Instead of "his name and the name of his Father," Luther has merely, "the name of his Father," in opposition to all the best copies, the nature of the thing, and the expression in Revelation 14:4, "first-fruits to God and the Lamb." The omission can only have arisen from the negligence of some copyists.

If at ch. Revelation 13:16-17, in regard to the mark, the name of the beast on the forehead as being the symbol of confession, it was rightly remarked, "he who bears on his forehead the mark of the beast, thereby declares himself before all the world to be a servant of the beast; the forehead is the most appropriate place for a confession:"—then, that the persons here spoken of should have the names of Christ and of his Father on their forehead, in a place where they were no longer exposed to temptation, can only indicate, that they had remained steadfast in their confession, even to the end. The design must simply be, to meet anxious doubts in regard to the possibility of maintaining a steadfast confession, which could not fail to arise in the bosom of believers, after having heard of the amazing power that was to be exercised by the beast over men's minds; to meet the despair which, next to levity, is the most dangerous enemy to steadfastness in confession, but which was very natural in respect to an adversary who was to compel all, small and great, rich and poor, bond and free, to receive a mark on their right hand and on their foreheads. The name, therefore, is not written on their foreheads as a reward, but it glitters there as the sacred insignia which they had triumphantly maintained amid all the assaults of the world, that plied every effort to rob them of it. They did not first receive this glorious name in heaven, but they have maintained it on earth in sweat and blood, and therefore have gone with it to heaven, where He, whom they had faithfully confessed on earth, now confesses himself to them. Happy he who shall there be found in the number of those who have the name of the Lamb and of his Father written on their foreheads! and written in clear, broad, manifest, not faint, half-effaced characters! No one shall attain to this blessedness by his own power (ch. Revelation 19:8). Looking merely to this we must, with the disciples, be appalled, and exclaim, "Who then can be saved?" But here also the word of Jesus holds, "And Jesus looked on them and said to them, With man it is impossible, but with God all things are possible."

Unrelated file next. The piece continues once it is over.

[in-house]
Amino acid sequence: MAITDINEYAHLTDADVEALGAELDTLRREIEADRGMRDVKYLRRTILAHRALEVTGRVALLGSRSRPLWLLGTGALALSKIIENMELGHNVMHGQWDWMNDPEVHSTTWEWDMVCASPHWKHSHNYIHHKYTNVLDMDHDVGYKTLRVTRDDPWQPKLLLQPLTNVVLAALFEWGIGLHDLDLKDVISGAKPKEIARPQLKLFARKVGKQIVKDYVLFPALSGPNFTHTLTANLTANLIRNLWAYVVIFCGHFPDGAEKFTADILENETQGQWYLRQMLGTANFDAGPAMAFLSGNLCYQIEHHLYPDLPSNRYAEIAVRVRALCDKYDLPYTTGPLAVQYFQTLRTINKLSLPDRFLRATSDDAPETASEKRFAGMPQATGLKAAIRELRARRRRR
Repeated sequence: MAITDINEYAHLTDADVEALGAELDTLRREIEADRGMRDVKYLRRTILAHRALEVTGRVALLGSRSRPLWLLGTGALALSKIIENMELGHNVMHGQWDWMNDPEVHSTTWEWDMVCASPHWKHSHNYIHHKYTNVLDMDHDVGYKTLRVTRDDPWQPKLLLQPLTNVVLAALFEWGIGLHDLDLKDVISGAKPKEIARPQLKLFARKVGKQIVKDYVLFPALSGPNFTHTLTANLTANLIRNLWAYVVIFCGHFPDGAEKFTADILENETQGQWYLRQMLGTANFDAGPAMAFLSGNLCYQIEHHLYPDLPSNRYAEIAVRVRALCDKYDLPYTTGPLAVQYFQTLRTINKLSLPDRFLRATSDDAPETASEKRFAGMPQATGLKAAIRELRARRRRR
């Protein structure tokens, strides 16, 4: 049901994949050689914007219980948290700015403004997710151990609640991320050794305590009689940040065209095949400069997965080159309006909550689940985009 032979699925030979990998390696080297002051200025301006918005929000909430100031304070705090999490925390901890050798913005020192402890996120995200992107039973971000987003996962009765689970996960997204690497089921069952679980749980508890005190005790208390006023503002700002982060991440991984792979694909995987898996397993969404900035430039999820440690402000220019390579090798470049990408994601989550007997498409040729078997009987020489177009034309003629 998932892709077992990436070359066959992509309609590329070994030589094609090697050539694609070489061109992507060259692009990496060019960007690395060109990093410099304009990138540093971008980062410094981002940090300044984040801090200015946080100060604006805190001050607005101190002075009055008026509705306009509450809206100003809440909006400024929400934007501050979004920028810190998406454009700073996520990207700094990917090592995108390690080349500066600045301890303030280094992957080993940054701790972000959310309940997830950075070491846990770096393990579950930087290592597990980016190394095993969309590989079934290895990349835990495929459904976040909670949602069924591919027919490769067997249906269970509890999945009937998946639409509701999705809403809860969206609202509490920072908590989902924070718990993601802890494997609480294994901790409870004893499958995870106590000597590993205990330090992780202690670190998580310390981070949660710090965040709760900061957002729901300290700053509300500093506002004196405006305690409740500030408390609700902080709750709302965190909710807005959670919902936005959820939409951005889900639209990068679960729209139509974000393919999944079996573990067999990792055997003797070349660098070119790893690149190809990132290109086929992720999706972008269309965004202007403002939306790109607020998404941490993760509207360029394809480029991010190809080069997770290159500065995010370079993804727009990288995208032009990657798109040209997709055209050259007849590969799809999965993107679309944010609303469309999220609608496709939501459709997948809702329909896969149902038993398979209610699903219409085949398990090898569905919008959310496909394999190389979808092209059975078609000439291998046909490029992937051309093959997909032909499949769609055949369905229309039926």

Copyright Statement
These files are public domain.
Text Courtesy of BibleSupport.com. Used by Permission.
Bibliographical Information
Hengstenberg, Ernst. "Commentary on Revelation 14:1". Ernst Hengstenberg on John, Revelation, Ecclesiastes, Ezekiel & Psalms. https://www.studylight.org/commentaries/heg/revelation-14.html.

Whedon's Commentary on the Bible